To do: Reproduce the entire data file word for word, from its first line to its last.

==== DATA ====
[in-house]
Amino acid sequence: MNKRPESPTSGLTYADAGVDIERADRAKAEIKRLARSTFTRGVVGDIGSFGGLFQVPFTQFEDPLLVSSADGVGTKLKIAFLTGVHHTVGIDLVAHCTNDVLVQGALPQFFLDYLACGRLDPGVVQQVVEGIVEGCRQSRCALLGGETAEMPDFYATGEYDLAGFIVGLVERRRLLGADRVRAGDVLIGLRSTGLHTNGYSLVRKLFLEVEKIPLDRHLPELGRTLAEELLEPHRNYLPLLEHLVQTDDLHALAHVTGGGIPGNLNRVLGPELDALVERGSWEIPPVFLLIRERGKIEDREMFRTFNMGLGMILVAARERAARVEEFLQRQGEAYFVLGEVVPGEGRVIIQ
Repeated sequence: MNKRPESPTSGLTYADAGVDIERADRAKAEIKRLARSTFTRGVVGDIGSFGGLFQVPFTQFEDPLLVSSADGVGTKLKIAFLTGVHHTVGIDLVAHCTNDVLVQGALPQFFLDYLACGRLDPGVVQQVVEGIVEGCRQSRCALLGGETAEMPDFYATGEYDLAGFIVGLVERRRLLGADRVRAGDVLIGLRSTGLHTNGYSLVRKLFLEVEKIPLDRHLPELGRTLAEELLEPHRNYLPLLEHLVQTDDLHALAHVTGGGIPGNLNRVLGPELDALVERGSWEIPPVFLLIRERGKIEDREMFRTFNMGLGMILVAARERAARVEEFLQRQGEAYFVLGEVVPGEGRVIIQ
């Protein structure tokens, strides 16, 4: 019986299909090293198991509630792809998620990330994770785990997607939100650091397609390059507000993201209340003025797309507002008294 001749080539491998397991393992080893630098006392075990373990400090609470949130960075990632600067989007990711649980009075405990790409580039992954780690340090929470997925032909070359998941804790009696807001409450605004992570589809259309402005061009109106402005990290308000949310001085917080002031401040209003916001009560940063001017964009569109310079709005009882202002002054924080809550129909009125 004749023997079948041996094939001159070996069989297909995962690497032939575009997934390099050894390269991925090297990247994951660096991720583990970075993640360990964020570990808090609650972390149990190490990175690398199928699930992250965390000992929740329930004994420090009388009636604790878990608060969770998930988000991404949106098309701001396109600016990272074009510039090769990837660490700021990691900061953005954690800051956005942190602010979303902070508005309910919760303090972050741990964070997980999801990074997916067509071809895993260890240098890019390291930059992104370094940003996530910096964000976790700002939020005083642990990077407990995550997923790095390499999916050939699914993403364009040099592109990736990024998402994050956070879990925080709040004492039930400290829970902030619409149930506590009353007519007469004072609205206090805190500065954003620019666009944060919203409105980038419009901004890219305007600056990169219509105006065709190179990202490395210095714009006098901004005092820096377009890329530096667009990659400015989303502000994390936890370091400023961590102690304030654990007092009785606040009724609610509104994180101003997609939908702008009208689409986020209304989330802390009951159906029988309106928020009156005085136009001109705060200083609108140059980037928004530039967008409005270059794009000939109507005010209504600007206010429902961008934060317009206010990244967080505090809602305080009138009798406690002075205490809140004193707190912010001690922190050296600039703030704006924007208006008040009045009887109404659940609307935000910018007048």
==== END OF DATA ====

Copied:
[in-house]
Amino acid sequence: MNKRPESPTSGLTYADAGVDIERADRAKAEIKRLARSTFTRGVVGDIGSFGGLFQVPFTQFEDPLLVSSADGVGTKLKIAFLTGVHHTVGIDLVAHCTNDVLVQGALPQFFLDYLACGRLDPGVVQQVVEGIVEGCRQSRCALLGGETAEMPDFYATGEYDLAGFIVGLVERRRLLGADRVRAGDVLIGLRSTGLHTNGYSLVRKLFLEVEKIPLDRHLPELGRTLAEELLEPHRNYLPLLEHLVQTDDLHALAHVTGGGIPGNLNRVLGPELDALVERGSWEIPPVFLLIRERGKIEDREMFRTFNMGLGMILVAARERAARVEEFLQRQGEAYFVLGEVVPGEGRVIIQ
Repeated sequence: MNKRPESPTSGLTYADAGVDIERADRAKAEIKRLARSTFTRGVVGDIGSFGGLFQVPFTQFEDPLLVSSADGVGTKLKIAFLTGVHHTVGIDLVAHCTNDVLVQGALPQFFLDYLACGRLDPGVVQQVVEGIVEGCRQSRCALLGGETAEMPDFYATGEYDLAGFIVGLVERRRLLGADRVRAGDVLIGLRSTGLHTNGYSLVRKLFLEVEKIPLDRHLPELGRTLAEELLEPHRNYLPLLEHLVQTDDLHALAHVTGGGIPGNLNRVLGPELDALVERGSWEIPPVFLLIRERGKIEDREMFRTFNMGLGMILVAARERAARVEEFLQRQGEAYFVLGEVVPGEGRVIIQ
């Protein structure tokens, strides 16, 4: 019986299909090293198991509630792809998620990330994770785990997607939100650091397609390059507000993201209340003025797309507002008294 001749080539491998397991393992080893630098006392075990373990400090609470949130960075990632600067989007990711649980009075405990790409580039992954780690340090929470997925032909070359998941804790009696807001409450605004992570589809259309402005061009109106402005990290308000949310001085917080002031401040209003916001009560940063001017964009569109310079709005009882202002002054924080809550129909009125 004749023997079948041996094939001159070996069989297909995962690497032939575009997934390099050894390269991925090297990247994951660096991720583990970075993640360990964020570990808090609650972390149990190490990175690398199928699930992250965390000992929740329930004994420090009388009636604790878990608060969770998930988000991404949106098309701001396109600016990272074009510039090769990837660490700021990691900061953005954690800051956005942190602010979303902070508005309910919760303090972050741990964070997980999801990074997916067509071809895993260890240098890019390291930059992104370094940003996530910096964000976790700002939020005083642990990077407990995550997923790095390499999916050939699914993403364009040099592109990736990024998402994050956070879990925080709040004492039930400290829970902030619409149930506590009353007519007469004072609205206090805190500065954003620019666009944060919203409105980038419009901004890219305007600056990169219509105006065709190179990202490395210095714009006098901004005092820096377009890329530096667009990659400015989303502000994390936890370091400023961590102690304030654990007092009785606040009724609610509104994180101003997609939908702008009208689409986020209304989330802390009951159906029988309106928020009156005085136009001109705060200083609108140059980037928004530039967008409005270059794009000939109507005010209504600007206010429902961008934060317009206010990244967080505090809602305080009138009798406690002075205490809140004193707190912010001690922190050296600039703030704006924007208006008040009045009887109404659940609307935000910018007048």